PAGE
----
Ethiopia has blamed the abduction on South Sudan's Murle community, which has history of conflict with the Nuer group, which lives on both sides of the border. 

    The Murle have previously been accused of carrying out cattle raids, and abducting children to raise as their own. 

  10. Mixed reaction to rhino horn decision

    Wildlife groups are divided over the South African government's decision not to bush for the lifting of the global ban on the rhino horn trade. 

    Welcoming the decision, the World Wildlife Fund said: 

    Quote Message: Legal trade under current conditions would have been counter-productive."

    However, South Africa's Private Rhino Owners Association condemned the decision, AFP news agency reports. 

    Its chairman Pelham Jones said: 

    Quote Message: The poachers will certainly be celebrating this decision because it ensures only illegal trade will continue and all benefits going to the criminals."
    The carcass of a poached and mutilated white rhino lies on the banks of a river as a South African Police Services forensic investigator works on the crime scene on September 12, 2014 at Kruger National Park
    Image caption: Rhino horn is sold in powdered form as a supposed cure for illnesses such as cancer in Vietnam and China
  11. SA backs ban on rhino horn trade

    South Africa will not push for the lifting of the global ban on rhino horn trading, the government has said Thursday - rejecting pressure from some campaigners who say the ban encourages fuels poaching. 

    The government's decision comes ahead of a meeting in South Africa in September of the Convention on International Trade in Endangered Species of Wild Fauna and Flora (Cites), where the global ban can be reviewed.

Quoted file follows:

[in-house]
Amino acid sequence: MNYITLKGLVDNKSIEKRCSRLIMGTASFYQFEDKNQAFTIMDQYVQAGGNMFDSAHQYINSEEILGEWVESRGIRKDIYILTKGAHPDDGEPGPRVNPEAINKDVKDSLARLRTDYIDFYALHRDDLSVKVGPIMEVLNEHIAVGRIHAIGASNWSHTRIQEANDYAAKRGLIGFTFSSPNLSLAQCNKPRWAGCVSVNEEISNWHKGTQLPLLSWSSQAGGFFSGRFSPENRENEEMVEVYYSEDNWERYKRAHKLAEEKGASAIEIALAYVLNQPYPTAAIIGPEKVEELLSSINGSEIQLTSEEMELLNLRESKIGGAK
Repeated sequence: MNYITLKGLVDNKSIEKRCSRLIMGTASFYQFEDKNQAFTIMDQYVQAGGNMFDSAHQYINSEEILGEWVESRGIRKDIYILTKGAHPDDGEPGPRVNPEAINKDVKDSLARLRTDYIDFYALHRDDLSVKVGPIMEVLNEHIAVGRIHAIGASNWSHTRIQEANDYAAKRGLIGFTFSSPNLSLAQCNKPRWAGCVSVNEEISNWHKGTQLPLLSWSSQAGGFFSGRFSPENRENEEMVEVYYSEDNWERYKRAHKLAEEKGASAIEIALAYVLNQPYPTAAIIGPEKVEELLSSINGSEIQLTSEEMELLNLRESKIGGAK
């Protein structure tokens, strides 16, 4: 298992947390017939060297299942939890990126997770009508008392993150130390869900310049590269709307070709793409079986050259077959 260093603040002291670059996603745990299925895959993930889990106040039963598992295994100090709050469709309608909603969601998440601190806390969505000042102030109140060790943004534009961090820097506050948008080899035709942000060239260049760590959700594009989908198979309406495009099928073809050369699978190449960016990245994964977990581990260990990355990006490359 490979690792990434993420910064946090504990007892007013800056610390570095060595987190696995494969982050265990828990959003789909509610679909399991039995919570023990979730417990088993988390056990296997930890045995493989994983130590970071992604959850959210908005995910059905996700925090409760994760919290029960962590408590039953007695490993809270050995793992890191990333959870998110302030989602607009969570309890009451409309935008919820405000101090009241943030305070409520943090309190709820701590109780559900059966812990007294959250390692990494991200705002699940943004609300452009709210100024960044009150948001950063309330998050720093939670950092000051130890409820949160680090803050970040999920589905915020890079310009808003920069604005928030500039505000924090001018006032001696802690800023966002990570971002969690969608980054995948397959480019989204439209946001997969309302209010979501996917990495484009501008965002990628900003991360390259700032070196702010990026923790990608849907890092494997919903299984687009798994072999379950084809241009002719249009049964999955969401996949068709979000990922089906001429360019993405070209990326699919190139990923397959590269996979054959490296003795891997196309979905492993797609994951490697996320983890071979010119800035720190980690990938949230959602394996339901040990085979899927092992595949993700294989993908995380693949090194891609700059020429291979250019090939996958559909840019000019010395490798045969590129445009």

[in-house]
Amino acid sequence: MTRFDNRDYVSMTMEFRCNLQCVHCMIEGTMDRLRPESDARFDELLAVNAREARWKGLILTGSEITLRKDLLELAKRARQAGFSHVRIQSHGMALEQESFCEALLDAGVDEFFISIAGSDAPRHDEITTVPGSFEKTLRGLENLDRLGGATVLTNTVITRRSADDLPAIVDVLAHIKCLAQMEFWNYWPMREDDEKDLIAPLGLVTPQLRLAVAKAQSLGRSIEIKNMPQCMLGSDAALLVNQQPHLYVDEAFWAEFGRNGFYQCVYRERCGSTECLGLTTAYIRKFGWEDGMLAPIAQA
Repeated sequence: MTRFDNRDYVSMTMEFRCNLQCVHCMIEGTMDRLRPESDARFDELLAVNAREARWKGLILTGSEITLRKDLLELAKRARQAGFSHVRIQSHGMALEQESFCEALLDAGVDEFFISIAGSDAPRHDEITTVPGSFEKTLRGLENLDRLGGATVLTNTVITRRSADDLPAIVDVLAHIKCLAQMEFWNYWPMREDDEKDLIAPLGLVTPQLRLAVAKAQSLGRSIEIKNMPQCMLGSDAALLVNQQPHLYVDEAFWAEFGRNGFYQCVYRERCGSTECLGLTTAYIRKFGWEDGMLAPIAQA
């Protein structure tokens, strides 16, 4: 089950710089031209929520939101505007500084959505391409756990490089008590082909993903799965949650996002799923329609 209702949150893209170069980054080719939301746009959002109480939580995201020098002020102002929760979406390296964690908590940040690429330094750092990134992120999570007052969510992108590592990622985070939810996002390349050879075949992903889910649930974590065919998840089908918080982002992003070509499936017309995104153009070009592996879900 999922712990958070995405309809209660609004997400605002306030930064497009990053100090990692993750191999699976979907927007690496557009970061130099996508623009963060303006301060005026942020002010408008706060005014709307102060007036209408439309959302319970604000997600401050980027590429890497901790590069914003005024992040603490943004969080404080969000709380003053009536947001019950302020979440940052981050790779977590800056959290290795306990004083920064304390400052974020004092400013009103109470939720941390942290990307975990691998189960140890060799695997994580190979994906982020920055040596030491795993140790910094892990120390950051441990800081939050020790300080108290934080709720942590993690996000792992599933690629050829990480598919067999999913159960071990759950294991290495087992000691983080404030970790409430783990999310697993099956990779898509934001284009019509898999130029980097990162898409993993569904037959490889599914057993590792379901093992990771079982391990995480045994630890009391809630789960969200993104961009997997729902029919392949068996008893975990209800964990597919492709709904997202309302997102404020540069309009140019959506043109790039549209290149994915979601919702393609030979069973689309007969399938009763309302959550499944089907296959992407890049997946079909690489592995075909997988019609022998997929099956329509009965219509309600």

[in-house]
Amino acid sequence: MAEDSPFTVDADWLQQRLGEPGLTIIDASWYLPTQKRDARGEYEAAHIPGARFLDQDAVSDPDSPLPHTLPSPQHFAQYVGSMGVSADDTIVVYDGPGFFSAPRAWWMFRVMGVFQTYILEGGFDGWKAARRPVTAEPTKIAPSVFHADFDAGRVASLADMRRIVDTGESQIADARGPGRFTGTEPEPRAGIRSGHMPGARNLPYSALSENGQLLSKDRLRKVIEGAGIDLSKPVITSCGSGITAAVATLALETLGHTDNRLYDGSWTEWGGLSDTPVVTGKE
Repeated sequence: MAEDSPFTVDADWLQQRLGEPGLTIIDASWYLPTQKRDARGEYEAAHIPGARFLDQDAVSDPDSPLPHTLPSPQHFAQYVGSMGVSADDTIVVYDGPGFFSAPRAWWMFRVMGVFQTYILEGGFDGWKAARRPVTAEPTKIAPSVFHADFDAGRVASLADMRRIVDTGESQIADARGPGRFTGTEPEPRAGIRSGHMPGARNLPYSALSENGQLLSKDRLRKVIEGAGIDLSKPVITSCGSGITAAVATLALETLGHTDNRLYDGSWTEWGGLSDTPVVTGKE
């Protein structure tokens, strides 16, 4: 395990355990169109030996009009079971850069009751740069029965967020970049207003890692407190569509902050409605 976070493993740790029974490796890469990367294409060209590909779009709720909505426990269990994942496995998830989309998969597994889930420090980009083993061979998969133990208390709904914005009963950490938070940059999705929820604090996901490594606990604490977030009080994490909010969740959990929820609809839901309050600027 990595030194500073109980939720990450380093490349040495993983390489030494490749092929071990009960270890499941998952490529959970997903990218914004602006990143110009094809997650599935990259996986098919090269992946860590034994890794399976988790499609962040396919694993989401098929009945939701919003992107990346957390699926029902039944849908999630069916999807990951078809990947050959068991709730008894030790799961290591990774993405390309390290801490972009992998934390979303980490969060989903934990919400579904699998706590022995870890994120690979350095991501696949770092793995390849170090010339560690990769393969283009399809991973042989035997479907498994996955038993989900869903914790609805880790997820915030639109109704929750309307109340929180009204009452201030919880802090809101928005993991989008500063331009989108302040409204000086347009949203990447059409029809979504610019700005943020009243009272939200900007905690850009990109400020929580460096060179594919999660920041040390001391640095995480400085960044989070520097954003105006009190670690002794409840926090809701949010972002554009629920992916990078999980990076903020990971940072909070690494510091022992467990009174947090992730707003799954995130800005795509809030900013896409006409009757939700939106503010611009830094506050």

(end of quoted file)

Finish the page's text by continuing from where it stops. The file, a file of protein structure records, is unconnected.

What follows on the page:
A male white rhinoceros shows off his territury to another male at a game farm in Malelane 30 September 2004
    Image caption: Nearly 1,200 rhinos were killed by poachers in South Africa last year

    Rhino breeders want the demand for rhino horns in Asia to be met by horns sawn off anaesthetised live animals, arguing that a legal source of horn could end poaching deaths.  

    Last November, a South African court lifted a ban on the domestic trade in rhino horns in a case brought by two game farm breeders.

    The government has said it will challenge that ruling in the Supreme Court of Appeal.

    South Africa has around 20,000 rhinos, some 80% of the worldwide population.

    It has stepped up its campaign to protect rhinos, often killed by poachers for their horns which can be sold for up to $60,000 (£41,000) on the black-market in China and other Asian states where they are used in traditional medicines. 

  12. Sudan's girl band 45 years on

    The Nightingales performing in Sudan

    Sudan's best-loved girl band still raise whoops and cheers from their fans, 45 years after their debut, reports the AFP news agency after interviewing the three sisters who make up The Nightingales.

    Amal, Hadia and Hayat Talsam began their career in 1971 – and their stylish bobs, matching dresses and their soulful ballads caused a stir in socially conservative Sudan, it reports.

    "The Nightingales changed the way people looked at female artists in Sudan," Hadia is quoted as saying.

    Amal Talsam holds a picture of herself when the band started in the early 1970s in Sudan
    Image caption: Amal Talsam with a photo of herself taken in the early 1970s

    They broke up when two of the sisters moved away from Sudan in 1988, a year before current President Omar al-Bashir seized power in an Islamist-backed coup.

    But after two of them performed at a festival of Sudanese music in New York, the sisters decided to reunite in 2008 – and continue to draw large crowds in Khartoum.

    The trio are confident they can win fans abroad and are keen to travel. When asked how they compared to the Supremes, who were signed with the Motown label in the 1960s.

    “Honey, we're better than the Supremes. We came to their country, but they never came here,” Amal reportedly replied.

    An audience for the Nightingales in Khartoum, Sudan
    Image caption: The Nightingales have fans of all ages